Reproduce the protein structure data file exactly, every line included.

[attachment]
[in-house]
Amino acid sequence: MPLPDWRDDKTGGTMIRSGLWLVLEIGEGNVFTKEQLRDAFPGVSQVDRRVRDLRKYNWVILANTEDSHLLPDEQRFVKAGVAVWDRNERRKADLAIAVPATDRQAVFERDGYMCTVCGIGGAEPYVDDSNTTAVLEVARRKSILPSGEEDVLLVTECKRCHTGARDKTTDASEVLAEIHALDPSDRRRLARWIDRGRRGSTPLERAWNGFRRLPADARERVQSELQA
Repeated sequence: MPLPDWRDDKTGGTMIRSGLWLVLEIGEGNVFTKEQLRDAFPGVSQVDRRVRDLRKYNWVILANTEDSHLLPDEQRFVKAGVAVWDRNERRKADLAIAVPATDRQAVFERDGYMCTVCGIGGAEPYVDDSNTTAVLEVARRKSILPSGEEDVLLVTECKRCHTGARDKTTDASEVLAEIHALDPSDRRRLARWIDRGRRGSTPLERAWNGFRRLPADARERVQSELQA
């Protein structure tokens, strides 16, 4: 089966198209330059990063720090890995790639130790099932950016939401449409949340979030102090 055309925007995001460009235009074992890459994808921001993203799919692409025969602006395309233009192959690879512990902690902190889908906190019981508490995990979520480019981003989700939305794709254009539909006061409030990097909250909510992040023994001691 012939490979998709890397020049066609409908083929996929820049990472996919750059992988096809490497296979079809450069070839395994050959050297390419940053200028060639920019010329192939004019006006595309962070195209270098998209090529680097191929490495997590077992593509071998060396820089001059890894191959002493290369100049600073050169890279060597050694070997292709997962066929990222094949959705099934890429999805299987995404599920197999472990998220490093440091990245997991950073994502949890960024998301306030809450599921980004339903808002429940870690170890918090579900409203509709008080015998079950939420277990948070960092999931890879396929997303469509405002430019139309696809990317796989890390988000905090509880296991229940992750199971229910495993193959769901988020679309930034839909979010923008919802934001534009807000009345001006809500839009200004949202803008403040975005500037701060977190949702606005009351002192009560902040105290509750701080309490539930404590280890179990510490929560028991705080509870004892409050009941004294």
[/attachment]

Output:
[in-house]
Amino acid sequence: MPLPDWRDDKTGGTMIRSGLWLVLEIGEGNVFTKEQLRDAFPGVSQVDRRVRDLRKYNWVILANTEDSHLLPDEQRFVKAGVAVWDRNERRKADLAIAVPATDRQAVFERDGYMCTVCGIGGAEPYVDDSNTTAVLEVARRKSILPSGEEDVLLVTECKRCHTGARDKTTDASEVLAEIHALDPSDRRRLARWIDRGRRGSTPLERAWNGFRRLPADARERVQSELQA
Repeated sequence: MPLPDWRDDKTGGTMIRSGLWLVLEIGEGNVFTKEQLRDAFPGVSQVDRRVRDLRKYNWVILANTEDSHLLPDEQRFVKAGVAVWDRNERRKADLAIAVPATDRQAVFERDGYMCTVCGIGGAEPYVDDSNTTAVLEVARRKSILPSGEEDVLLVTECKRCHTGARDKTTDASEVLAEIHALDPSDRRRLARWIDRGRRGSTPLERAWNGFRRLPADARERVQSELQA
């Protein structure tokens, strides 16, 4: 089966198209330059990063720090890995790639130790099932950016939401449409949340979030102090 055309925007995001460009235009074992890459994808921001993203799919692409025969602006395309233009192959690879512990902690902190889908906190019981508490995990979520480019981003989700939305794709254009539909006061409030990097909250909510992040023994001691 012939490979998709890397020049066609409908083929996929820049990472996919750059992988096809490497296979079809450069070839395994050959050297390419940053200028060639920019010329192939004019006006595309962070195209270098998209090529680097191929490495997590077992593509071998060396820089001059890894191959002493290369100049600073050169890279060597050694070997292709997962066929990222094949959705099934890429999805299987995404599920197999472990998220490093440091990245997991950073994502949890960024998301306030809450599921980004339903808002429940870690170890918090579900409203509709008080015998079950939420277990948070960092999931890879396929997303469509405002430019139309696809990317796989890390988000905090509880296991229940992750199971229910495993193959769901988020679309930034839909979010923008919802934001534009807000009345001006809500839009200004949202803008403040975005500037701060977190949702606005009351002192009560902040105290509750701080309490539930404590280890179990510490929560028991705080509870004892409050009941004294």